Nothing can stop Al-Namrood’s will, who release Wala’at two years only after their previous release.
Created in 2008 by Mephisto (guitar/bass/percussions, ex-Mephisophilus) and Ostron (keyboards/percussions) in Saudi Arabia, the members are forced to remain anonymous. The vocalist position is subject to changes, and Humbaba (vocals) officially becomes the band’s voice in 2013. For their eighth full-length, in collaboration with Shaytan Productions once again, the band is still strongly determined.
After a short introduction named Al Hirah that reveals both dark and Folk influences of the band, we begin Sahra Yeasa. A harrowing but curiously groovy and catchy riff takes us by surprise, bringing those characteristic vocals. Between furious rantings and oriental phrasing, the band spreads Black Metal stained of traditional arabic music that won’t leave you indifferent. Same observation for Tabqia, a heavier song but as focuses on those samples that gives this special flavour to the band’s sound. Return to the darkness for Kali Be Mekialain that unleashes simultaneously the group’s rage, but also some incredibly mesmerizing riffs, even if they’re dark. The instrumental section takes control of the final part, offering a piercing lead guitar before leaving us on Al Shareef Al Muhan. There is a spiteful feeling in this song, whether it is in those riffs that pick some Death Metal elements and Old School sounds or on vocals.
Once again pure violence reigns for Fasique, with enraged drums, fierce howlings and fastness. Musicians give the best of themselves to offer us all the wrath and hatred they have in themselves, barely slowing on some parts for a weighing effect, while Aar Al Estibad goes back on a more classical rhythmic haunted by their oriental influences. The mixing is effective and really catchy, while we come back to unhealthy ambiences for Alhallah. Between dissonance, groovy rhythms and controlled anger as the band knows how to pour on us, you might love it! A Folk introduction for Wahum Althaat, then saturated riffs come back. Whether the rhythm part is solid, it fully lets place to catchy but sharp harmonics, majestuous samples and revengeful vocals. Last song, Alqaum begins slowly but this worrying sample let augur a last hurricane. Sound hits, still as fierce, slashing and supported by a powerful voice. We can also notice those leads that naturally incorporate themselves to this landscape of fury, until the last moment.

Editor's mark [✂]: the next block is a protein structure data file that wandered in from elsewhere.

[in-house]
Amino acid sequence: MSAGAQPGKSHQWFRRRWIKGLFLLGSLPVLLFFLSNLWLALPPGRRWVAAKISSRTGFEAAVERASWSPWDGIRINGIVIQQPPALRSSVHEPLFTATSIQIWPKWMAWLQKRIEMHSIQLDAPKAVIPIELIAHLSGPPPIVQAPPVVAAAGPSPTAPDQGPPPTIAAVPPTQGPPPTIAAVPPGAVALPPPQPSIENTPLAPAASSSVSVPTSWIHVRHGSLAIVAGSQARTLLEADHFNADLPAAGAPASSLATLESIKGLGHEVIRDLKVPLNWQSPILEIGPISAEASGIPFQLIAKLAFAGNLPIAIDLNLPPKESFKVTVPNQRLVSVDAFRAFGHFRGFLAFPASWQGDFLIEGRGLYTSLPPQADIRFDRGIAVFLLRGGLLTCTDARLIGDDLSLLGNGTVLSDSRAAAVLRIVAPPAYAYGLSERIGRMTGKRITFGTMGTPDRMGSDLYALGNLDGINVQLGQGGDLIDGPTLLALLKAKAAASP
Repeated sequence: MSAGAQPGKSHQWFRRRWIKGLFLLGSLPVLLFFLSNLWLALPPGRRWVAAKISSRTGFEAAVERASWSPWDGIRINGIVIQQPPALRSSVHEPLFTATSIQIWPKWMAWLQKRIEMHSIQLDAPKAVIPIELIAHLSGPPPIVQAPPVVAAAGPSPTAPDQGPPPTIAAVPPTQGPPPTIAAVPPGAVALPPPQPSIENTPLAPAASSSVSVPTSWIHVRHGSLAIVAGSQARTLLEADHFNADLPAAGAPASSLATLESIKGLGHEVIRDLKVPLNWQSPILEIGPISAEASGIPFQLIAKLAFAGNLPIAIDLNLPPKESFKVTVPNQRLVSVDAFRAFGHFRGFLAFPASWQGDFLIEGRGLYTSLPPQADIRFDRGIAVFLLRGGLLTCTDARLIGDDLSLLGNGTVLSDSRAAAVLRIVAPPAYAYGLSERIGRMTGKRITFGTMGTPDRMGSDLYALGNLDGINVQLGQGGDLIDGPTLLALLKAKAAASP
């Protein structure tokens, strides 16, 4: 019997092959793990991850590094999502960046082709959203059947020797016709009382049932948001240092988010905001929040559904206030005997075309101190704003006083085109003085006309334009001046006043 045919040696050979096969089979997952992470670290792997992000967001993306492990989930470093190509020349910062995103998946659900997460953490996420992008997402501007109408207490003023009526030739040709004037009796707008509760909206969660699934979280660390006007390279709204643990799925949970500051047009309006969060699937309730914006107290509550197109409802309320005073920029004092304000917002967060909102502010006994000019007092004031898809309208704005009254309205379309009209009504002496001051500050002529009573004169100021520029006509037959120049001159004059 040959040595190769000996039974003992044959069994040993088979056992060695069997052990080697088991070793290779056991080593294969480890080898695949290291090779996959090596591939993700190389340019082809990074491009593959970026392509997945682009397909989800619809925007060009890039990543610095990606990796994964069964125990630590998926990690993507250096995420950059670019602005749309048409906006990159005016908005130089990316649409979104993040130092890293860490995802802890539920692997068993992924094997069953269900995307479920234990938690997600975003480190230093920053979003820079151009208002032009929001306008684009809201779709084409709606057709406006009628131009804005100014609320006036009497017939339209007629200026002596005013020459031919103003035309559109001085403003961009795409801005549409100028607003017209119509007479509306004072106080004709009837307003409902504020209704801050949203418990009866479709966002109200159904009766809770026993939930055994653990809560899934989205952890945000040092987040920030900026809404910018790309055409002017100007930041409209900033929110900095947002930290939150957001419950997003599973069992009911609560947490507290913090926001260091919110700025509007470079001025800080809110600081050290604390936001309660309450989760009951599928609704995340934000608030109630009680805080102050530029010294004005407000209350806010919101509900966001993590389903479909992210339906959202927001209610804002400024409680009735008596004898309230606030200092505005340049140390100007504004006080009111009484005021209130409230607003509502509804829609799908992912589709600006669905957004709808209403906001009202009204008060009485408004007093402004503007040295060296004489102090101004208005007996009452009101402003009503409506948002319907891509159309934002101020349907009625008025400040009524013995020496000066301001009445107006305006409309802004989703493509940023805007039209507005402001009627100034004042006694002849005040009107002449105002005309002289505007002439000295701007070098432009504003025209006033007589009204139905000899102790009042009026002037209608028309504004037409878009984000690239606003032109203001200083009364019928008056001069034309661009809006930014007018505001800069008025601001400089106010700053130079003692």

Between shadows and history, Al-Namrood always find their place. Wala’at universe wonderfully joins the band’s now extensive discography, offering new rich and stunning compositions. Even if they’re far from traditional Black Metal, the band once again impose themselves as the masters they are.